But before the inevitable collapse, there are a few additional steps. 

First, what will emerge is that the next trade war - after US-China - will be Washington-Brussels - and almost exclusively due to Mario Draghi.

The incredible yield suppression in the eurozone has seen capital flows haemorrhage out of the region in search of yield. This is why the ECB is largely responsible for placing the eurozone in the crosshairs of Trump's newly aggressive protectionist measures. (Actually as Reuters reports, although Trump's rhetoric may have attracted the headlines, a recent study shows protectionism has been on the rise for some time now. The world has racked up 7,000 protectionist measures since the 2008 crisis, with the US and EU implementing around 1,000 each, followed some way behind by India at 400).

What happens next, according to Edwards, is troubling as it will be a recreation of World War II, initially in the trade arena: a trade war between the US and Germany.

I believe Germany's gargantuan trade and current account surplus will soon attract Trump's full attention. The US has not been alone in criticising Germany's outsized external surplus - so too have the European Commission, the IMF and the OECD. To be sure, other countries have a bigger surplus as a % of GDP, like Switzerland, Holland and Singapore, but these countries are relatively small. Germany's surplus is now, in dollar terms, the biggest in the world. The eurozone surplus has also been rising in recent years to stand at 4% of GDP.

Making matters worse, everyone knows that it is Germany's FX subsidy courtesy of the EUR - which replaced the far stronger Deutsche Mark - that makes Berlin one of the biggest currency riggers in the world. In fact, "a Chinese official commented a few years back that Germany, not China, was actually the world's biggest currency manipulator - in tying its currency to far weaker economies, the real DM is massively undervalued."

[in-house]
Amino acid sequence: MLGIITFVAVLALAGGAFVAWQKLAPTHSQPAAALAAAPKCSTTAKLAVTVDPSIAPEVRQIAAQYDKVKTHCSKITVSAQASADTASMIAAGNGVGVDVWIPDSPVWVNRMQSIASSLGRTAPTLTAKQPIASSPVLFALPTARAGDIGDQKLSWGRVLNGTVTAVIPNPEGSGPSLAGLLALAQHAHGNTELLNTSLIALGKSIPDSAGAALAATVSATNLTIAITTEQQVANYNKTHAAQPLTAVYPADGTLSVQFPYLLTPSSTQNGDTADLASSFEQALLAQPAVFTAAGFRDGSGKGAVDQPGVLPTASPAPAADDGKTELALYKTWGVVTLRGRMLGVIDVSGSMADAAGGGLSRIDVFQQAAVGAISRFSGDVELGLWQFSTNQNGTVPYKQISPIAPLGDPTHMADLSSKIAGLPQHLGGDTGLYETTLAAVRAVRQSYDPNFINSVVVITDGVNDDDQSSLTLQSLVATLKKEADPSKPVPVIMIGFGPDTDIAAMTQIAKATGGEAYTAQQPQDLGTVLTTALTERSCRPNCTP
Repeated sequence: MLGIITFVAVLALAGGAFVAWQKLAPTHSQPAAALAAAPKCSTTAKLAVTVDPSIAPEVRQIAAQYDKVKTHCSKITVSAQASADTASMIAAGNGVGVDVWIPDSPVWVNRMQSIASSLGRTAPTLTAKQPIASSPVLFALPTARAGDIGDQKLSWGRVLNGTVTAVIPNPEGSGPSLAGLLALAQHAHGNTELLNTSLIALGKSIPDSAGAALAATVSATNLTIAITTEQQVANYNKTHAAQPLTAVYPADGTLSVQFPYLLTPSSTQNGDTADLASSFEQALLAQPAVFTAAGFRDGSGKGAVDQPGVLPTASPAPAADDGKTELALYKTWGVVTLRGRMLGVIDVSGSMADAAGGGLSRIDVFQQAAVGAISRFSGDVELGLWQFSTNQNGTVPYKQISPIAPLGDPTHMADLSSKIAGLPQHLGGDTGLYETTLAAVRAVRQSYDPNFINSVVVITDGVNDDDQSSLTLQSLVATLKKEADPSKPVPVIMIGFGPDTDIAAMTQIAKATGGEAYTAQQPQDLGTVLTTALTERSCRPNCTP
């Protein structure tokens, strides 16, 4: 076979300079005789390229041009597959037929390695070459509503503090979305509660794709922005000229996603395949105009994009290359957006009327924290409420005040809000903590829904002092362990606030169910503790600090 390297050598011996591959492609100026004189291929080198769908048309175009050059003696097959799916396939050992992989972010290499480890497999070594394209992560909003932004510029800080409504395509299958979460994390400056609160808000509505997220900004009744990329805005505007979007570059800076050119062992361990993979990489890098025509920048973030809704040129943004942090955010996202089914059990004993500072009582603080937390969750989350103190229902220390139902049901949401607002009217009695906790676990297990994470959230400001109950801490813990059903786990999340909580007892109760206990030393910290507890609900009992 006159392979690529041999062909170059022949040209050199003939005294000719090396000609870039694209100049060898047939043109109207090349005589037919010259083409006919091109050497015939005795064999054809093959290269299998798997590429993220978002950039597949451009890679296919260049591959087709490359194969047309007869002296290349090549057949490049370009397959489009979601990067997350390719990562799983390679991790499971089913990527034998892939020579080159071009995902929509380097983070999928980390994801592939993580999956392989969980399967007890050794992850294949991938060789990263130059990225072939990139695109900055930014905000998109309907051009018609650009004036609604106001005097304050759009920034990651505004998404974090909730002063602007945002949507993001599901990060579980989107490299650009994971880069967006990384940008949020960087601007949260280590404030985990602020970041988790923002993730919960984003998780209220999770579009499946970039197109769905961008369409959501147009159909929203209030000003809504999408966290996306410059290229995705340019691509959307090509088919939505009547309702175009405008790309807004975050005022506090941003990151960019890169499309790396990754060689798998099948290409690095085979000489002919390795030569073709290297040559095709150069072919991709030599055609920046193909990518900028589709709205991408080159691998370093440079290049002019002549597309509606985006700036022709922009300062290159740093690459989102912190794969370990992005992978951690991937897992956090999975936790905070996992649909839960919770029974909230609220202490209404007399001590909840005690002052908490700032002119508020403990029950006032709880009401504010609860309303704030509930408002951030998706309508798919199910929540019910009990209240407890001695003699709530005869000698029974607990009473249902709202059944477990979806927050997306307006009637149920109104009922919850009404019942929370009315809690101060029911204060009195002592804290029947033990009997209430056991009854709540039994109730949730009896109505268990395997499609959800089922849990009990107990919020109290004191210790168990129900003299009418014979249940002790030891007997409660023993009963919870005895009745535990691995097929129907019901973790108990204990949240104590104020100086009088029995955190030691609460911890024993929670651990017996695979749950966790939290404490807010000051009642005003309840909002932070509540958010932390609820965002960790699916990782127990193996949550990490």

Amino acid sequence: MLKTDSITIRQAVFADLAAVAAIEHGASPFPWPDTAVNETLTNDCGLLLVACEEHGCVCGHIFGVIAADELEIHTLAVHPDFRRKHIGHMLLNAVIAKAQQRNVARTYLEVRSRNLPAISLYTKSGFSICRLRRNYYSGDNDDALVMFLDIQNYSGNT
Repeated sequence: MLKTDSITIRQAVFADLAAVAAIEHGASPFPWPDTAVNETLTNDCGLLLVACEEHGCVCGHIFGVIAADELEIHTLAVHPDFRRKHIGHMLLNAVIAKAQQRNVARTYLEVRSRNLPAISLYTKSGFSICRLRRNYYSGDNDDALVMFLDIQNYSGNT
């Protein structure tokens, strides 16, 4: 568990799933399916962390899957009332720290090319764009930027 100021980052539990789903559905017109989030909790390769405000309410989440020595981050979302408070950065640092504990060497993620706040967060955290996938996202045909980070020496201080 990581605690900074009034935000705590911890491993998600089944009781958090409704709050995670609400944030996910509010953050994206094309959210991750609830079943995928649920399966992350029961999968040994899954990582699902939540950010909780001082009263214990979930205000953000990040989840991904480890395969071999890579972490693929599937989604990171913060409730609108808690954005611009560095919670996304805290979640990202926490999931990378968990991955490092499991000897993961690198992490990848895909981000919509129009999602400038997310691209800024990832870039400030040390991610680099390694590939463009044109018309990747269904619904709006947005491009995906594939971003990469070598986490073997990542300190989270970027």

Ironically, Germany is aware of what is coming, and as Edwards writes, he agrees with former German Finance Minister Schäuble, who correctly pointed out that it was the ECB's QE policies that exacerbated the trade situation, in stimulating capital flight from the eurozone that (by identity) has increased the overall trade surplus by depressing the euro.

As a result, Edwards expects Trump to "soon turn his protectionist fire on both Germany and the EU. That will be messy."

But first there's China.

And as we explained yesterday, as a result of the ongoing Section 301 investigation which will culminate soon in dramatic a trade confrontation, "this is likely to be a far more explosive issue for China than recent tariffs on steel and aluminium" according to Edwards.

Watch this space. President Trump looks as if he wants to be a politician who is remembered for fulfilling his promises!

So what happens next? Using Japan as a template for the "economic and financial Ice Age unfolding in the west" Edwards made one major contrarian prediction: "to those in the noughties who said a bust in the US and Europe would be nothing like the 90s bust in Japan, I agreed. I thought it would be much worse because the west did not enjoy Japan's high levels of equality and social cohesion."

Looking at recent events, it appears that when confronted with Japanese-style pain, he's been right: western electorates' anger is boiling over... the only thing keeping social sanity in check are near record high stock prices. That, too, will go soon one central banks finally end their daily manipulation some time over the next year. 

In that context, Edwards concludes, he has "always viewed competitive devaluation and trade war as a likely endgame of the predicament we find ourselves in. It's just coming sooner than I expected!"